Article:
Thanks

Todd and Chef de Cuisine Nathan Beauchamp and I have a unusual relationship. I work to develop a creative team unlike many restaurants that are supreme dictatorships. We learn from each other and then usually I have the final say(which really means my wife has the final say, but I like to pretend I'm in charge, you know... the whole ego thing with boys right??)

Tonic is a good example of how we work, I came in one day and said let's make tonic. So Todd went online and found a source for Quinine, so we bought some. This bag of brown powder shows up a few days later and we taste it and it is disgusting, so it sits on the shelf for a few weeks while we look for processed quinine tabs to no avail, then we started to experiment with the nasty brown powder, each of us like Harry Potter mixing our concotions, comparing and blending and then finally voting on the best one. We found the secret by accident, we made a green papaya salad for another dish and when I tasted it with the dressing we made I said, hey that tastes like tonic.

When I first met Todd he already had a great creative sense for cocktails but a big turning point for him I think was when he went to the store and bought strawberries for a cocktail. When I asked him what he was doing he said he didn't want to us our good berries for a drink, I threw away those berries and explained to him that the cocktails are just as important as the food and we should us only the best ingredients at the bar just like we do in the kitchen. It just makes sense to me.

The lamb shoulder is much like a daube, after it is braised we strain the liquid and reduce it to syrup like consistency then fold the picked meat back into the sauce. You end up with just intense flavor.

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When he cooked a private dinner for President Bush, the First Lady and 14 of their closest friends and to hear, from the President himself, “So, when is your restaurant opening?”

Which one -- 41 or 43? And where, at the WH or elswhere?

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Which one -- 41 or 43? And where, at the WH or elswhere?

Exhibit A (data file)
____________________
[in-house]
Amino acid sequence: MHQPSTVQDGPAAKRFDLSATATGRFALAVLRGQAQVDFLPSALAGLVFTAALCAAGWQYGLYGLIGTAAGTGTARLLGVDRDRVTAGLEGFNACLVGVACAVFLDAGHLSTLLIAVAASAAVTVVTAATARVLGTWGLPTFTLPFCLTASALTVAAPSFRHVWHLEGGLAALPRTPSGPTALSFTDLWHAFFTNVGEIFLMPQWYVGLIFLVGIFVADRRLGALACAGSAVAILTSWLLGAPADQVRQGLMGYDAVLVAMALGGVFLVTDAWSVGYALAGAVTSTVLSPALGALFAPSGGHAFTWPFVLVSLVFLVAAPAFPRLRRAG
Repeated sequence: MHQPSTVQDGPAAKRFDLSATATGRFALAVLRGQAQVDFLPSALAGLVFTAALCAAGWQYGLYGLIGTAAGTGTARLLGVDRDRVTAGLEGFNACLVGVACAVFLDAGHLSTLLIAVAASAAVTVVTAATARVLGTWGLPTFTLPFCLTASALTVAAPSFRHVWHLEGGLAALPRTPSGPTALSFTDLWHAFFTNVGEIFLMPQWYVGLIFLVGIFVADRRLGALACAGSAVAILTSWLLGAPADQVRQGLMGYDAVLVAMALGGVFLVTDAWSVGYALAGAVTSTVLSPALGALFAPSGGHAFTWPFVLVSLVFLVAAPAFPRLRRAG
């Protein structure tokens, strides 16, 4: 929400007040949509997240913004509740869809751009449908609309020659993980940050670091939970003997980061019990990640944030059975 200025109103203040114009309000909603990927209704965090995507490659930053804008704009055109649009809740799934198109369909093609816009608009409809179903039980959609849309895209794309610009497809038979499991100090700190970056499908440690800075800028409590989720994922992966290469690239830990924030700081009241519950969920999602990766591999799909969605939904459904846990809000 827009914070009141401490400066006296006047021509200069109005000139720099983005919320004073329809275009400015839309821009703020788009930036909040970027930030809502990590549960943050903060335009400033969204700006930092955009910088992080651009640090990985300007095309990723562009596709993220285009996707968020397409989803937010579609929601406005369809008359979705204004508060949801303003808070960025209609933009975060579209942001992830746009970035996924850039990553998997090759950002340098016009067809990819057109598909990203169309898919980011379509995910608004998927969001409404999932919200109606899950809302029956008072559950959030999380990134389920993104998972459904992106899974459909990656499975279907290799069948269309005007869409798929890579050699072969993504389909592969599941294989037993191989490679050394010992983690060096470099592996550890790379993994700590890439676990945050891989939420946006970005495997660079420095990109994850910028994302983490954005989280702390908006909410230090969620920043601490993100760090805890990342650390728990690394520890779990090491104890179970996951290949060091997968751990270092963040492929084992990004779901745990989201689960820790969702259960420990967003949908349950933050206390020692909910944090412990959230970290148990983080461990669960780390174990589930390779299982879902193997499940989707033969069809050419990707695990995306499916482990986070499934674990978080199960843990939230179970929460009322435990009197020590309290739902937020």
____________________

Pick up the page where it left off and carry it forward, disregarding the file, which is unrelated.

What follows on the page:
[i assure you it was 43, as Cathal was still in diapers 12 years ago.

This is a fascinating chat so far! (translation: don't even think of going here) :P ]

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[i assure you it was 43, as Cathal was still in diapers 12 years ago.

This is a fascinating chat so far! (translation:  don't even think of going here)  :wub: ]

But of course. However I had to ask because this gives the lie to W's reputation as purely a BBQ and steak man. The First Lady is another matter as we know her to frequent both Mendocino and visit at least once Sonoma. :P

Edited to return to topic:

Cathal, the bio Rocks has provided is very interesting. I suppose you are familiar with Bourdain's description of his first food epiphany in France -- eating an oyster just plucked from somewhere around Normandy (I think). What was your first or most memorable food epiphany?

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But of course.  However I had to ask because this gives the lie to W's reputation as purely a BBQ and steak man.  The First Lady is another matter as we know her to frequent both Mendocino and visit at least once Sonoma.  :P

Edited to return to topic:

Cathal, the bio Rocks has provided is very interesting.  I suppose you are familiar with Bourdain's description of his first food epiphany in France -- eating an oyster just plucked from somewhere around Normandy (I think).  What was your first or most memorable food epiphany?

It was W. As it turns out he and his friends like to hunt and then eat. So Venison, Dove and Quail were on the menu thet night,

My most vivid childhood food memory was when we went to visit my father's friend Ramiro Ivora's grandmother in the mountains above Alicante. The men went out in the field and caught rabbits and skinned them alive in the kitchen in front of us and cleaned them for the Paella. I can still see the rabbit bucking and taste the rice. There was no bravado just a necessary sacrifice for the benefit of the guests. I think I must have been 5 or 6.

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Chef,

Don mentioned in his intro how your path in life was influenced by your parents' love of food and travel. Now that you're a parent yourself, what's your take on how best (other than opening your own restaurant named after them) to get kids enthused about food and cooking and accustomed to eating out?

Looking back on your career so far, what would you most like tell your younger self just starting out in the business if you could meet him today?

What's next for you and the family? Do you see yourselves mainly concentrating on Eve in years to come, or are there still other things you'd like to do?

Many thanks.

PS: When are you on Iron Chef?

Edited by Stretch

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Chef,